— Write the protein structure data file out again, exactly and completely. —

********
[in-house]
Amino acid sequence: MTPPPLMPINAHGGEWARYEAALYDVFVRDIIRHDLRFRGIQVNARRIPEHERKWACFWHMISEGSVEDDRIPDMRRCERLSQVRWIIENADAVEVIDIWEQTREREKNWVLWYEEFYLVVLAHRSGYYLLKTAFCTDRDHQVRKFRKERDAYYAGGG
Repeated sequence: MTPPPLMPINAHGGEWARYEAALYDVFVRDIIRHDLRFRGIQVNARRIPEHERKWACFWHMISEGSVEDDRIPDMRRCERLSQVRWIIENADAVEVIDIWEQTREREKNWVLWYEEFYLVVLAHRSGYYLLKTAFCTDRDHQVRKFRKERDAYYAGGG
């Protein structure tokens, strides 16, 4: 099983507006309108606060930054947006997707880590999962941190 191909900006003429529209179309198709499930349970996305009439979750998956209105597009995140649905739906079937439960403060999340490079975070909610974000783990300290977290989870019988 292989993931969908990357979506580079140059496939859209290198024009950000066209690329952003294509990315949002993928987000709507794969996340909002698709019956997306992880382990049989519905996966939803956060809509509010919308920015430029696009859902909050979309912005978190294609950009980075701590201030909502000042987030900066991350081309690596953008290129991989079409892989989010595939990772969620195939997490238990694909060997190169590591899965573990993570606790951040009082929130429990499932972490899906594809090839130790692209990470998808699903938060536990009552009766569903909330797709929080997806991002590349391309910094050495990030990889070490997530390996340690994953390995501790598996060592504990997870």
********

[in-house]
Amino acid sequence: MTPPPLMPINAHGGEWARYEAALYDVFVRDIIRHDLRFRGIQVNARRIPEHERKWACFWHMISEGSVEDDRIPDMRRCERLSQVRWIIENADAVEVIDIWEQTREREKNWVLWYEEFYLVVLAHRSGYYLLKTAFCTDRDHQVRKFRKERDAYYAGGG
Repeated sequence: MTPPPLMPINAHGGEWARYEAALYDVFVRDIIRHDLRFRGIQVNARRIPEHERKWACFWHMISEGSVEDDRIPDMRRCERLSQVRWIIENADAVEVIDIWEQTREREKNWVLWYEEFYLVVLAHRSGYYLLKTAFCTDRDHQVRKFRKERDAYYAGGG
């Protein structure tokens, strides 16, 4: 099983507006309108606060930054947006997707880590999962941190 191909900006003429529209179309198709499930349970996305009439979750998956209105597009995140649905739906079937439960403060999340490079975070909610974000783990300290977290989870019988 292989993931969908990357979506580079140059496939859209290198024009950000066209690329952003294509990315949002993928987000709507794969996340909002698709019956997306992880382990049989519905996966939803956060809509509010919308920015430029696009859902909050979309912005978190294609950009980075701590201030909502000042987030900066991350081309690596953008290129991989079409892989989010595939990772969620195939997490238990694909060997190169590591899965573990993570606790951040009082929130429990499932972490899906594809090839130790692209990470998808699903938060536990009552009766569903909330797709929080997806991002590349391309910094050495990030990889070490997530390996340690994953390995501790598996060592504990997870």